Books > Old Books > The Mission Of Greece (1928)


Page 171

PLUTARCH

inflexible justice which neither influence nor clemency could bend....
After mastering the art of public speaking he again withdrew into a life of silence and discipline. He trained his body by vigorous exercise, accustoming himself to endure heat and snow bareheaded, and to walk on foot at all seasons. The friends who travelled with him went on horseback, and Cato would join each in turn, talking and walking while they rode. He showed amazing endurance and self-control in illness. When he had a fever he admitted nobody, but lived by himself till he felt that his convalescence was assured and that the illness had passed.
He was elected tribune and sent to Macedonia under General Rubrius. When he joined the army, which consisted of several legions, the general gave him the command of one. He saw nothing great or princely in displaying his own individual courage : it was his chief ambition to make his men like himself. Without relaxing the terrors of authority he associated reason with them. He used it on every occasion to persuade and instruct, accompanying it with honours or punishments, and made his men no less peaceable than warlike, no less energetic than just, so that they showed themselves formidable to the enemy, gentle to our allies, backward to injustice, ambitious of distinction, while Cato acquired in the fullest degree that for which he had least cared-glory, popularity, pre-eminent honour, and the affection of the army. He worked voluntarily at the tasks which he imposed on others. In dress, in daily life, on the march, he was more like a common soldier than an officer. In character, in spirit, in mind, he was superior to the titular generals and commanders-in-chief, and so without himself knowing it became the darling of his men. When his service ended the army not merely took leave of him with prayers and praises-which is common-but wept and embraced him and would not be satisfied. Wherever he went they spread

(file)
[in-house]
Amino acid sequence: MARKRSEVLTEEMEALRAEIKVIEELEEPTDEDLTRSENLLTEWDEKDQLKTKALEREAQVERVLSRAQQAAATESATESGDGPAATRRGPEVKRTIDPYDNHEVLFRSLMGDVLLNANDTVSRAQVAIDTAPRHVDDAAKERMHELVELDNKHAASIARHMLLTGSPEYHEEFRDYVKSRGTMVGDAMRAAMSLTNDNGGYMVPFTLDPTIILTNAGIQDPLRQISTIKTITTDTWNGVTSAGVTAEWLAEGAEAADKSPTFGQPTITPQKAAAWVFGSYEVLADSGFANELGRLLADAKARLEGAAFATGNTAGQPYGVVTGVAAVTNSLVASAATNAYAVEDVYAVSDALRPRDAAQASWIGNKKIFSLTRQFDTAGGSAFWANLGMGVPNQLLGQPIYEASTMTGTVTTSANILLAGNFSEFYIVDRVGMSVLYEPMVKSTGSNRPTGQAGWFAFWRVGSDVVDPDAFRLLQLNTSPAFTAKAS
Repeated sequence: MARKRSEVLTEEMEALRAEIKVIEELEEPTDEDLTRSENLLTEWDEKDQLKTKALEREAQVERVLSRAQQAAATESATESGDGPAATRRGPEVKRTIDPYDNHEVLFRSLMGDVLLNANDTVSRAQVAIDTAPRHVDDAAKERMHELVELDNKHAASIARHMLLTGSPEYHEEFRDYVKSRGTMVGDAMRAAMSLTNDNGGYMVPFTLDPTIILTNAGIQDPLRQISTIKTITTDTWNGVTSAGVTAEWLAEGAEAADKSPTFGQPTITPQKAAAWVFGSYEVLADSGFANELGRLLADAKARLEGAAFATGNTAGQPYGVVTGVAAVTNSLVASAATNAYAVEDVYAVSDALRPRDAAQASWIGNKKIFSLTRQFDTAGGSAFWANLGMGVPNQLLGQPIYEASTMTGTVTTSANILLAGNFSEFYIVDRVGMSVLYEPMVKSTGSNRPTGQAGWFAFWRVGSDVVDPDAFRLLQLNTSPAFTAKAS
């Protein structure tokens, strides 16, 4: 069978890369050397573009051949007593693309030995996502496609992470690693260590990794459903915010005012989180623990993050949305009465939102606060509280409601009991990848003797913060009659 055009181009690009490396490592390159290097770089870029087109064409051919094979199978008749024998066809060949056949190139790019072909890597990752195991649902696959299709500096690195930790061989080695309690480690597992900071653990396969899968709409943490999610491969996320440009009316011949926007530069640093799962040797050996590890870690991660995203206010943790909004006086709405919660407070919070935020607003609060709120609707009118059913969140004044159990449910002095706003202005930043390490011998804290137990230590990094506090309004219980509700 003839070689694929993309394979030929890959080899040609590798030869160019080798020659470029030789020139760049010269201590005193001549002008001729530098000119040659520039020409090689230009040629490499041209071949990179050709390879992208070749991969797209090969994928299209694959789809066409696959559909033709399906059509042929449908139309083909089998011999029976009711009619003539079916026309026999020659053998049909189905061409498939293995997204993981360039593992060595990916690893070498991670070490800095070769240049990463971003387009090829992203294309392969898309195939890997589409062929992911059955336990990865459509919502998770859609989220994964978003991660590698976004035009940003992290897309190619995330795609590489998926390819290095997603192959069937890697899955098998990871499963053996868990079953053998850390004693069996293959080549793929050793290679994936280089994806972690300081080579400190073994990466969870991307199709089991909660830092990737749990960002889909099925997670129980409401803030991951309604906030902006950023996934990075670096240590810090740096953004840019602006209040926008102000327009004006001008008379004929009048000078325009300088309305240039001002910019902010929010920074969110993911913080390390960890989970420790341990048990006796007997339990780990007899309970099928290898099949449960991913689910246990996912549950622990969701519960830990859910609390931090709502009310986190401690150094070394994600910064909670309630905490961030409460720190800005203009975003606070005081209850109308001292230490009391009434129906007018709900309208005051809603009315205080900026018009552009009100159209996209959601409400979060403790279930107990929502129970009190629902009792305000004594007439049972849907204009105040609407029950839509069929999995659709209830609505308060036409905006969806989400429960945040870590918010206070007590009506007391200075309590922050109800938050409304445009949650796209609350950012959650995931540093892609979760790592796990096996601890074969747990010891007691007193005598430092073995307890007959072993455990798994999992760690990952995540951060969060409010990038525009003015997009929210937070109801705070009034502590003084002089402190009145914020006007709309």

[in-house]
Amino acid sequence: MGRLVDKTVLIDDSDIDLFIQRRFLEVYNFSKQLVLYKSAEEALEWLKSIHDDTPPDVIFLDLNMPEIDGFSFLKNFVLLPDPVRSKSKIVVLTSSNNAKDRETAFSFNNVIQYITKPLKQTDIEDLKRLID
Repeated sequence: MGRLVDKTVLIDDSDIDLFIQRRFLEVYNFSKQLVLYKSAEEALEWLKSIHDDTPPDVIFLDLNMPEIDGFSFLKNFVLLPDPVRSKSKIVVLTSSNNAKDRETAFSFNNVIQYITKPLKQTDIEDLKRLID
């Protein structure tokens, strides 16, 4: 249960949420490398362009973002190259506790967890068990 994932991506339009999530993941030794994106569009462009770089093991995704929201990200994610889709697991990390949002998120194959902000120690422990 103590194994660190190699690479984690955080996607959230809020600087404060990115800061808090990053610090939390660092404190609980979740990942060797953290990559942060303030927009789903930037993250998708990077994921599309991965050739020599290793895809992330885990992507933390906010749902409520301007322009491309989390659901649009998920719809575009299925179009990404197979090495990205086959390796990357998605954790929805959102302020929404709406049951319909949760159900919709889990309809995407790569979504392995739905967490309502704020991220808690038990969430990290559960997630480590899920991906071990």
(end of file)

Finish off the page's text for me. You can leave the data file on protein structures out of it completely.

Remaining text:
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where is HTML where is HEAD where is TITLE inflexible justice which neither influence nor clemency could bend.... After mastering what is art of public speaking he again withdrew into a life of silence and discipline. He trained his body by vigorous exercise, accustoming himself to endure heat and snow bareheaded, and to walk on foot at all seasons. what is friends who travelled with him went on horseback, and Cato would join each in turn, talking and walking while they rode. He showed amazing endurance and self-control in illness. When he had a fever he admitted nobody, but lived by himself till he felt that his convalescence was assured and that what is illness had passed. He was elected tribune and sent to Macedonia under General Rubrius. When he joined what is army, which consisted of several legions, what is general gave him what is command of one. He saw nothing great or princely in displaying his own individual courage : it was his chief ambition to make his men like himself. Without relaxing what is terrors of authority he associated reason with them. He used it on every occasion to persuade and instruct, accompanying it with honours or punishments, and made his men no less peaceable than warlike, no less energetic than just, so that they showed themselves formidable to what is enemy, gentle to our allies, backward to injustice, ambitious of distinction, while Cato acquired in what is fullest degree that for which he had least cared-glory, popularity, pre-eminent honour, and what is affection of what is army. He worked voluntarily at what is tasks which he imposed on others. In dress, in daily life, on what is march, he was more like a common soldier than an officer. In character, in spirit, in mind, he was superior to what is titular generals and commanders-in-chief, and so without himself knowing it became what is darling of his men. When his service ended what is army not merely took leave of him with prayers and praises-which is common-but wept and embraced him and would not be satisfied. Wherever he went they spread where is meta name="keywords" content="old books, Free book , free book offer , free audio books , free coloring book pages , free book reports , free audio book , audio books free download , book free , free guest book , books free , free book summaries , download free audio books , free childrens books." where is where are they now rel="stylesheet" type="text/css" href="../../style.css" where is meta http-equiv="Content-Type" content="text/html; charset=iso-8859-1" where is BODY bgColor=#ffffff text="#000000" where are they now ="#000000" v where are they now ="#FF0000" where is div align="center" where is strong where is strong where is a href="http://www.aaoldbooks.com" Books > where is a href="../default.asp" title="Book" Old Books > where is strong where is a href="default.asp" title="The Collected Short Stories Of Ring Lander (1924)" The Mission Of Greece (1928) where is table width="700" border="1" align="center" cellpadding="15" cellspacing="0" where is center where is tr where is td width="160" align="center" valign="top" where is div align="center" where is td align="center" valign="top" where is div align="left" where is div align="center" where is p align="left" Page 171 where is p align="center" where is strong PLUTARCH where is p align="justify" inflexible justice which neither influence nor clemency could bend.... After mastering what is art of public speaking he again withdrew into a life of silence and discipline. He trained his body by vigorous exercise, accustoming himself to endure heat and snow bareheaded, and to walk on foot at all seasons. what is friends who travelled with him went on horseback, and Cato would join each in turn, talking and walking while they rode. He showed amazing endurance and self-control in illness. When he had a fever he admitted nobody, but lived by himself till he felt that his convalescence was assured and that what is illness had passed. He was elected tribune and sent to Macedonia under General Rubrius. When he joined what is army, which consisted of several legions, the general gave him what is command of one. He saw nothing great or princely in displaying his own individual courage : it was his chief ambition to make his men like himself. Without relaxing what is terrors of authority he associated reason with them. He used it on every occasion to persuade and instruct, accompanying it with honours or punishments, and made his men no less peaceable than warlike, no less energetic than just, so that they showed themselves formidable to what is enemy, gentle to our allies, backward to injustice, ambitious of distinction, while Cato acquired in what is fullest degree that for which he had least cared-glory, popularity, pre-eminent honour, and what is affection of what is army. He worked voluntarily at what is tasks which he imposed on others. In dress, in daily life, on what is march, he was more like a common soldier than an officer. In character, in spirit, in mind, he was superior to what is titular generals and commanders-in-chief, and so without himself knowing it became what is darling of his men. When his service ended what is army not merely took leave of him with prayers and praises-which is common-but wept and embraced him and would not be satisfied. Wherever he went they spread where is Server.Execute("_SiteMap.asp") %